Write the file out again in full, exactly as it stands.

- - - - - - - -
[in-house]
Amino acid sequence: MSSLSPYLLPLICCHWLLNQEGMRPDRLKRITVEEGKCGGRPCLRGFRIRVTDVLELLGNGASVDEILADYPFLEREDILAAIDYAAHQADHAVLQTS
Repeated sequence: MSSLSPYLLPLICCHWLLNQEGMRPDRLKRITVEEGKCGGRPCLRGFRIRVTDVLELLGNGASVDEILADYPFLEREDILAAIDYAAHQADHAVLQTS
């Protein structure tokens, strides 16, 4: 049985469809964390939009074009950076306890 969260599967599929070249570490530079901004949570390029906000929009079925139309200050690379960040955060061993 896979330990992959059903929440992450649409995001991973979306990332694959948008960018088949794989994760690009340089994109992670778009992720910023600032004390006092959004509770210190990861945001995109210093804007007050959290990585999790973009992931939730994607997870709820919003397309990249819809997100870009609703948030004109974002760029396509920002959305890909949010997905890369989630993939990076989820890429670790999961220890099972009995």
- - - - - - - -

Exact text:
[in-house]
Amino acid sequence: MSSLSPYLLPLICCHWLLNQEGMRPDRLKRITVEEGKCGGRPCLRGFRIRVTDVLELLGNGASVDEILADYPFLEREDILAAIDYAAHQADHAVLQTS
Repeated sequence: MSSLSPYLLPLICCHWLLNQEGMRPDRLKRITVEEGKCGGRPCLRGFRIRVTDVLELLGNGASVDEILADYPFLEREDILAAIDYAAHQADHAVLQTS
């Protein structure tokens, strides 16, 4: 049985469809964390939009074009950076306890 969260599967599929070249570490530079901004949570390029906000929009079925139309200050690379960040955060061993 896979330990992959059903929440992450649409995001991973979306990332694959948008960018088949794989994760690009340089994109992670778009992720910023600032004390006092959004509770210190990861945001995109210093804007007050959290990585999790973009992931939730994607997870709820919003397309990249819809997100870009609703948030004109974002760029396509920002959305890909949010997905890369989630993939990076989820890429670790999961220890099972009995």